This blog was first featured as an article in the October issue of Three Counties Farmer:
Every conversation I have with people in the agricultural world seems to conclude with the opinion that "When it rains, it won't know when to stop." A common term used, especially in the autumn period when focus turns to potato harvest, autumn cereal drilling and maize harvest.
So, when to plant? When to harvest? There are favourable times for both, however, with ever increasing workloads and larger acreages to cover, both contractors and farmers have to push boundaries to secure establishment and the harvest of autumn crops. Not every crop can be drilled at the optimum time of 10th October, or harvested by the end of September. Therefore, we all look at ways to manipulate the crops we grow to fit into both a seasonal calendar and a potential long term weather forecast, often which always seems to cover itself with the chance of rain.
A common used cliché is that, "Weather patterns are changing." I cast my mind back over my career in agriculture and I can remember periods of drought/wet/cold, yet don't recall the subject of climate change ever being mentioned. This isn't to say the topic didn't exist, but I think the development of the internet and social media has made information available to anyone who has the tenacity to search for findings on any subject they choose.
My own recent internet search on soil health provided some fantastic links to information I was looking for. Sadly though, it also presented me with a database of facts and figures which, although dating back a few years, are so prudent today than at any time during the past century.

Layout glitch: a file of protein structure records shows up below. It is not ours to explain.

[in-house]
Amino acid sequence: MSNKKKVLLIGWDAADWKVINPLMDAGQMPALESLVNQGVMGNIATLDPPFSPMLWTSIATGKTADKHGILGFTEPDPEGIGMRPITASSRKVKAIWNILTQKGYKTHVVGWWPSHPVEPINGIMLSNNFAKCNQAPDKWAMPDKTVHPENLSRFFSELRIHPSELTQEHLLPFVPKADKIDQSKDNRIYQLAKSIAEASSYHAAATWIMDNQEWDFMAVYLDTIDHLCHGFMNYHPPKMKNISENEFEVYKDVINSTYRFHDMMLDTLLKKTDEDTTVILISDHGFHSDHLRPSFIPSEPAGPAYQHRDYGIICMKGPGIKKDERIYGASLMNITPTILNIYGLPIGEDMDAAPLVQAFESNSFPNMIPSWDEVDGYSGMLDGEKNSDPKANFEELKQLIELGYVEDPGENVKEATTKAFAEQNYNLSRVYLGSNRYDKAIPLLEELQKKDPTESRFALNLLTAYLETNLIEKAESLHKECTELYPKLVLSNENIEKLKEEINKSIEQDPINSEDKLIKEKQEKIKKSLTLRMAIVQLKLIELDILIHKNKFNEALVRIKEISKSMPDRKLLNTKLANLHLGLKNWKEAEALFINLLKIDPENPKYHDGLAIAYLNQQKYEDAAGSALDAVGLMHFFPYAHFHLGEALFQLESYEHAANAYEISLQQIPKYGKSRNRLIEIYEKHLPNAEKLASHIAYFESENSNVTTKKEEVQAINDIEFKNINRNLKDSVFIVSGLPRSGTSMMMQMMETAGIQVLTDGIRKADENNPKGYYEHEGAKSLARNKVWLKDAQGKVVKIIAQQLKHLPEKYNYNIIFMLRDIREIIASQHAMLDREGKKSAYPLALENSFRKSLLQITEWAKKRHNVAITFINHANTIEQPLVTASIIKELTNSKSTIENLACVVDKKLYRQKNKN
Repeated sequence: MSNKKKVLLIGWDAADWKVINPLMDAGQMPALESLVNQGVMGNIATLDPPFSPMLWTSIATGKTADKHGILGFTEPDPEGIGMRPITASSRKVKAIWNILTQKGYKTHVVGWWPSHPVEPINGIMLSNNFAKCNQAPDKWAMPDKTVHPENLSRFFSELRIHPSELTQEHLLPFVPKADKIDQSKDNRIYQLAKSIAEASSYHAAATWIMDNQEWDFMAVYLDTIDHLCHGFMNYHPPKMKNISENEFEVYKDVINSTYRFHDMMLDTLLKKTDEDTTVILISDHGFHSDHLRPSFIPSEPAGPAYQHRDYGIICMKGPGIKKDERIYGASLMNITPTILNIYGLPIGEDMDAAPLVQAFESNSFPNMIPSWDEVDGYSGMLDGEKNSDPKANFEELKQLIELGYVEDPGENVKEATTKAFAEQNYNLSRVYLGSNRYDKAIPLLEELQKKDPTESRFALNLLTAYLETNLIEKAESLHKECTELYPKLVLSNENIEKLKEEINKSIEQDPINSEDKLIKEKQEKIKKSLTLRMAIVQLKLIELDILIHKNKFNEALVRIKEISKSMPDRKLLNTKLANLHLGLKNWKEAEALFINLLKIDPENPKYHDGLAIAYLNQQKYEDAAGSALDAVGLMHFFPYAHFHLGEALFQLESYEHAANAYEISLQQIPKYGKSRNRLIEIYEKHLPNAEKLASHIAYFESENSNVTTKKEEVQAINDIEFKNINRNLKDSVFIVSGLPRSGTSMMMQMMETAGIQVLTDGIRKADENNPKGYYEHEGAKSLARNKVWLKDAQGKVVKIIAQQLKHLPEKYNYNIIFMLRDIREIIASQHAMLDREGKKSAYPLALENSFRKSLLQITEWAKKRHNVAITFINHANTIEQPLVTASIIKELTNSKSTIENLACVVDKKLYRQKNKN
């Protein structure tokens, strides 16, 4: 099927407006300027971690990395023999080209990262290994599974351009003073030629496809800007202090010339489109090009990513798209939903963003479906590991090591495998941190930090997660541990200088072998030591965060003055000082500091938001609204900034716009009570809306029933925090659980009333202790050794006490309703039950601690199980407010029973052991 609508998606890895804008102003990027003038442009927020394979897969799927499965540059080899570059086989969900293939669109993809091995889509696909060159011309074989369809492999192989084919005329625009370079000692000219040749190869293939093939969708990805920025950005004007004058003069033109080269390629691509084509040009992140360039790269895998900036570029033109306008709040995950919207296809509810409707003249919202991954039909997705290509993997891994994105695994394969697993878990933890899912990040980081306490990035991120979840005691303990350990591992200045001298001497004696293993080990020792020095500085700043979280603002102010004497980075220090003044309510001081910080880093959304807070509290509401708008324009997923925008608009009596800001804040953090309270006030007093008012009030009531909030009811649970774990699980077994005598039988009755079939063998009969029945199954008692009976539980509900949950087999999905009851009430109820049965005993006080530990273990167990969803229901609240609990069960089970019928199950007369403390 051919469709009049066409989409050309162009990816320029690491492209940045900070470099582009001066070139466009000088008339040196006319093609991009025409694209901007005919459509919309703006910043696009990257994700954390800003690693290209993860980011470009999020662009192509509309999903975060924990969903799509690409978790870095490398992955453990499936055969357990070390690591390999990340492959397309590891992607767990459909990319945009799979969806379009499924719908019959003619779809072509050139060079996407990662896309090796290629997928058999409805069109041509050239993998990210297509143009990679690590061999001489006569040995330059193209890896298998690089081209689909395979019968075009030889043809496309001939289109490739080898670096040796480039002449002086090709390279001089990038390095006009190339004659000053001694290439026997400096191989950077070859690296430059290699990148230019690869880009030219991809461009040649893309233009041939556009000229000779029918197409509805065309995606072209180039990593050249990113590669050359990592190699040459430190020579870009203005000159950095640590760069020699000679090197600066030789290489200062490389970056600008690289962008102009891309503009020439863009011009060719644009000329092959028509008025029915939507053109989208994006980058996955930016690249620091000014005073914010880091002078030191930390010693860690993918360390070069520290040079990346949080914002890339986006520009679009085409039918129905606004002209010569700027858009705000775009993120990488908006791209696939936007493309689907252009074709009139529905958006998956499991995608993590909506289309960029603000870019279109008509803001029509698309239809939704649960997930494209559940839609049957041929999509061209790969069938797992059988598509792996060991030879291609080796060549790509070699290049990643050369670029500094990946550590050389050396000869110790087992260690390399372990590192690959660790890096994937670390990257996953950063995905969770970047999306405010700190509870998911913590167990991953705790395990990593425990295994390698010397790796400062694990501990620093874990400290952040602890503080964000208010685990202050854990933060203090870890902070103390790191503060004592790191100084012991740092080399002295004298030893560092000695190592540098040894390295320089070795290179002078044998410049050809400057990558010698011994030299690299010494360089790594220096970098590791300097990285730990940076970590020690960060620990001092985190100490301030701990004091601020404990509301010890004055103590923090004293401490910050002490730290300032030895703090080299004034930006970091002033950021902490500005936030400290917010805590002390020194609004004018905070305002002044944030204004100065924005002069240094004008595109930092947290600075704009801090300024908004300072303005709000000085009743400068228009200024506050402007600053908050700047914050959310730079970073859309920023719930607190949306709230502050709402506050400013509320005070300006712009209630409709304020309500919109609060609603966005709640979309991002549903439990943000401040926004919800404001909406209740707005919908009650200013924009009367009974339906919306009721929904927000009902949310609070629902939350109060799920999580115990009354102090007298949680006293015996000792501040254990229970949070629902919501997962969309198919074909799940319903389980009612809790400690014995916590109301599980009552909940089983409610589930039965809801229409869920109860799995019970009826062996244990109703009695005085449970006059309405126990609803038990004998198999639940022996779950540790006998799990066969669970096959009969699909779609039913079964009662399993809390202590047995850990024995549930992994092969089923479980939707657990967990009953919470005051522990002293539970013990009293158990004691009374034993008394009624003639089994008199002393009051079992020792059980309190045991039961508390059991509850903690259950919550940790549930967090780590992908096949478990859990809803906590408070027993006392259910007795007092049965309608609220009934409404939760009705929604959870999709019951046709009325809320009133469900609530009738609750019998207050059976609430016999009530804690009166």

The Ministry of Agriculture, Fisheries and Food (MAFF) commissioned the Strutt Report: Modern Farming and the Soil back in 1970. At that time, most people were aware of soil erosion and the report closed with the final conclusion that "some soils are now suffering from dangerously low organic matter levels" and that they "could not be expected to sustain the farming systems which have been imposed upon them."
Soils are predominantly eroded by wind, rain and runoff, particularly so during extreme weather events. Throughout my search it was often reported that across the world, every year we lose approximately 75 million tonnes of topsoil, a rate many experts believe will only increase as our population and pressures on food grow.
While, of course, some soils are considered to be at a far greater risk of erosion than others, we cannot ignore that this is happening to all agricultural land. Sandy soils can be at greater risk of wind erosion, and even some of the most productive land used for producing vegetables and cereals can fall foul if it's adjacent to a river with unprotected banks liable to flooding.
The overriding concept is that the quality and potential of our agricultural land is being depleted at an alarming rate. Growers using manure, forage grass and cover crops in the rotation are rightly championed for their practices. As it becomes harder to realise soil and yield potential, the need to embrace these techniques will be necessary, if even only to stand still.
Without firm, agronomic practice on the farm, will you stay with the pack or see your business eroded over time?